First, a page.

Facebook is such a sketchy company that it decided it needed an alias. Meet Meta.
A New York woman was shocked – SHOCKED! – to discover that strawberry Pop-Tarts are not as healthy as she was led to believe. Despite sugar and corn syrup being two of the first three ingredients listed, it was actually the inclusion of pears and apples that sent her to her nearest class-action attorney. She wants $5 million.
An unnamed and lost hiker in Colorado declined repeated phone calls from search and rescue emergency personnel because he or she thought the unknown numbers were robocalls. Clearly people would rather die than hear about extended car warranties.
Researchers at George Washington University purchased food items from McDonald’s, Burger King, Pizza Hut, Domino’s, Taco Bell and Chipotle, all of which contained trace amounts of industrial chemicals called phthalates. These harmful chemicals are linked to a host of health problems ranging from fertility issues to learning and behavioral disorders in children. Bon appétit!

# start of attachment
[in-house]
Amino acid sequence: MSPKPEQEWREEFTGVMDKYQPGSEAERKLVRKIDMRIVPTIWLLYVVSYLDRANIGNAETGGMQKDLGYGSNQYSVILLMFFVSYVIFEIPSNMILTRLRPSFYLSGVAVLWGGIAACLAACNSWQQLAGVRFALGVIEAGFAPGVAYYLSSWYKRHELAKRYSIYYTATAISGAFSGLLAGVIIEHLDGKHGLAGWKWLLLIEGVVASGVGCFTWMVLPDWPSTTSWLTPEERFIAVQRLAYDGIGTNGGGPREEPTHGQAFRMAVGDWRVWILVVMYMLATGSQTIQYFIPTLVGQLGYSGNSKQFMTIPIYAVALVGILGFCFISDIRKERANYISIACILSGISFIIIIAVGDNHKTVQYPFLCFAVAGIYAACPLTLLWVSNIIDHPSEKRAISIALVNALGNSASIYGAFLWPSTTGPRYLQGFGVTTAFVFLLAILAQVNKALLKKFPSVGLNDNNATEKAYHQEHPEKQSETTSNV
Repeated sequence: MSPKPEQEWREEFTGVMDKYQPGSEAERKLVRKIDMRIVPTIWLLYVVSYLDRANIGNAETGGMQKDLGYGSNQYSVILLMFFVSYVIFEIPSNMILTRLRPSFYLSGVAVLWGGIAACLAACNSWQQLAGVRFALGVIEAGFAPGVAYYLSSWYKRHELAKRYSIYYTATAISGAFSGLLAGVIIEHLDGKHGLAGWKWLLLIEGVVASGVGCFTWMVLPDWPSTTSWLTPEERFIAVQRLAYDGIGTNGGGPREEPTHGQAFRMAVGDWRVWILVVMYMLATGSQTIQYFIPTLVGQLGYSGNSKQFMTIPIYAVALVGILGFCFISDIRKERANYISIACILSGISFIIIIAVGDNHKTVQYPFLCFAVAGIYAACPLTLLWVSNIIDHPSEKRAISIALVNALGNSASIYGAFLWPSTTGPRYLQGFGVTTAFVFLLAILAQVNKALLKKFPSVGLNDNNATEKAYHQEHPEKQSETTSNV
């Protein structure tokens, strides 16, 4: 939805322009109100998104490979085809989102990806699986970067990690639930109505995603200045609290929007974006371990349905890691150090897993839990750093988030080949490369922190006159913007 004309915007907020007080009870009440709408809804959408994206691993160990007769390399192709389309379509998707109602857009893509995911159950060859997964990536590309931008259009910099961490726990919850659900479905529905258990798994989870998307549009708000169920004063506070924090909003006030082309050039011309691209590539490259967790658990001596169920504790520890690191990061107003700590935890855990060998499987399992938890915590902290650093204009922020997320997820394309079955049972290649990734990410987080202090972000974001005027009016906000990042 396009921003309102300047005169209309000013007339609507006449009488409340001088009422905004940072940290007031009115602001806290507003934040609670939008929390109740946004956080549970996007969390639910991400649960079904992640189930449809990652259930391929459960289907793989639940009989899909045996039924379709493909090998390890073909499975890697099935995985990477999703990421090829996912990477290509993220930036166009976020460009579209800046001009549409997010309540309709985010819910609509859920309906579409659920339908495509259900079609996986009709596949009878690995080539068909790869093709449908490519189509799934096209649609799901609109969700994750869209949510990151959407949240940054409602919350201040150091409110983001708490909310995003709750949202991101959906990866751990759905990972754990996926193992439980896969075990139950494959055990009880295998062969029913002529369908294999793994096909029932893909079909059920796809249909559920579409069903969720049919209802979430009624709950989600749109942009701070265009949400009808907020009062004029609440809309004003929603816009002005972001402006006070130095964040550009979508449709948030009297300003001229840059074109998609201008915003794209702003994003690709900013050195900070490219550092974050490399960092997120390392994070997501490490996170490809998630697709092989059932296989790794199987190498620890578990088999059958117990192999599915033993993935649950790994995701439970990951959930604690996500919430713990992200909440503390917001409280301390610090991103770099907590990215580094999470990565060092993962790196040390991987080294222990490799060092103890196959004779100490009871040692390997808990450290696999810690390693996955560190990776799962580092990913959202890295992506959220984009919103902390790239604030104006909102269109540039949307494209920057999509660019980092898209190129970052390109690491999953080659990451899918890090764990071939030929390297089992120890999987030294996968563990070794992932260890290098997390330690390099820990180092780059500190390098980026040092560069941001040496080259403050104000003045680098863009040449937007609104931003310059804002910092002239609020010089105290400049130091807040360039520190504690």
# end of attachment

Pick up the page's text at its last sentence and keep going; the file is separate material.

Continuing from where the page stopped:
Former Colorado Avalanche head coach Joel Quenneville was forced to resign as head coach of the Florida Panthers because of his knowledge and inaction related to a sex abuse scandal while coaching the Chicago Blackhawks in 2010.
Florida police authorities acknowledged they lost track of fugitive Brian Laundrie when they mistook his mother who was wearing a baseball cap for him while surveilling his home. A North Port Police Department spokesperson said, “No case is perfect,” while Laundrie’s mother likely said something like, “What the hell? I look just like a guy?”